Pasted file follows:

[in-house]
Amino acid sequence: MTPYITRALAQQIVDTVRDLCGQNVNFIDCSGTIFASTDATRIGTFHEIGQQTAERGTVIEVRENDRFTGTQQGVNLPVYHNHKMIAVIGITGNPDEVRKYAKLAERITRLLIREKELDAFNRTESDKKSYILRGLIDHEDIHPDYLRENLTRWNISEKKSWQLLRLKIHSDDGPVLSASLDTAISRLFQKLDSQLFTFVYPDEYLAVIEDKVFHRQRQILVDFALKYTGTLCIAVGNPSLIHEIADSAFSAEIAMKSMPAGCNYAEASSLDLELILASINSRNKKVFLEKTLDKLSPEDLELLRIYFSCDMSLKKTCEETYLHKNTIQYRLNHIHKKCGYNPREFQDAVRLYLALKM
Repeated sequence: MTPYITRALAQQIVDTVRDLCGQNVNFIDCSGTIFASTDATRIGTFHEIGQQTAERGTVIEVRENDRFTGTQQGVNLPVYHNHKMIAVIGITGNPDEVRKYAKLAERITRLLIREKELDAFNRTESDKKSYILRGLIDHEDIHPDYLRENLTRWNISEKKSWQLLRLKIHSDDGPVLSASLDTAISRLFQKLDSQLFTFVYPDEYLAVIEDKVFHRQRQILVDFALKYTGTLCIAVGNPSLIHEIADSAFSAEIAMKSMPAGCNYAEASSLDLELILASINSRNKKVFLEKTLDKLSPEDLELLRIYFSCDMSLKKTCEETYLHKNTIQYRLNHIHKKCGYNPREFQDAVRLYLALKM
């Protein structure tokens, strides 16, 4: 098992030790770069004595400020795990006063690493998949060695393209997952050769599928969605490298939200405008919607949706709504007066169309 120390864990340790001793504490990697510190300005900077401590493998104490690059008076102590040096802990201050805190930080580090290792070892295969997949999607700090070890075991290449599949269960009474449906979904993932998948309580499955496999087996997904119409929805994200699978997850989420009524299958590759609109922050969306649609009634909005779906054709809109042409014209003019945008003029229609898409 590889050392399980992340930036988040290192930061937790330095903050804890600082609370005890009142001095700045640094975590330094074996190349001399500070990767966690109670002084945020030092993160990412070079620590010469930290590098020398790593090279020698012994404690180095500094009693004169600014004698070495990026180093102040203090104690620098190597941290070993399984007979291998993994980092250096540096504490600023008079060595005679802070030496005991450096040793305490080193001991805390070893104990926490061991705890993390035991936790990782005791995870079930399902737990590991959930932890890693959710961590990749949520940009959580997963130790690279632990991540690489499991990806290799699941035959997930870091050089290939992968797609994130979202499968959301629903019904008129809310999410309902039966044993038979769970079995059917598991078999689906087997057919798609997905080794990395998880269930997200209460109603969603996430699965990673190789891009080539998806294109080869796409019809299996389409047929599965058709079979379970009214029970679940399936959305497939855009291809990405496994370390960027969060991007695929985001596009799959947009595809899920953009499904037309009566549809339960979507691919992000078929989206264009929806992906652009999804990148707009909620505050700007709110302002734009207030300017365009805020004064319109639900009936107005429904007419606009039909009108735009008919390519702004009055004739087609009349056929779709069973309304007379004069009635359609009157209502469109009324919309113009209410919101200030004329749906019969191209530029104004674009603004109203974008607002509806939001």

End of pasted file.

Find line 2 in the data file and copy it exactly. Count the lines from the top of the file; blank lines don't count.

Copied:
Amino acid sequence: MTPYITRALAQQIVDTVRDLCGQNVNFIDCSGTIFASTDATRIGTFHEIGQQTAERGTVIEVRENDRFTGTQQGVNLPVYHNHKMIAVIGITGNPDEVRKYAKLAERITRLLIREKELDAFNRTESDKKSYILRGLIDHEDIHPDYLRENLTRWNISEKKSWQLLRLKIHSDDGPVLSASLDTAISRLFQKLDSQLFTFVYPDEYLAVIEDKVFHRQRQILVDFALKYTGTLCIAVGNPSLIHEIADSAFSAEIAMKSMPAGCNYAEASSLDLELILASINSRNKKVFLEKTLDKLSPEDLELLRIYFSCDMSLKKTCEETYLHKNTIQYRLNHIHKKCGYNPREFQDAVRLYLALKM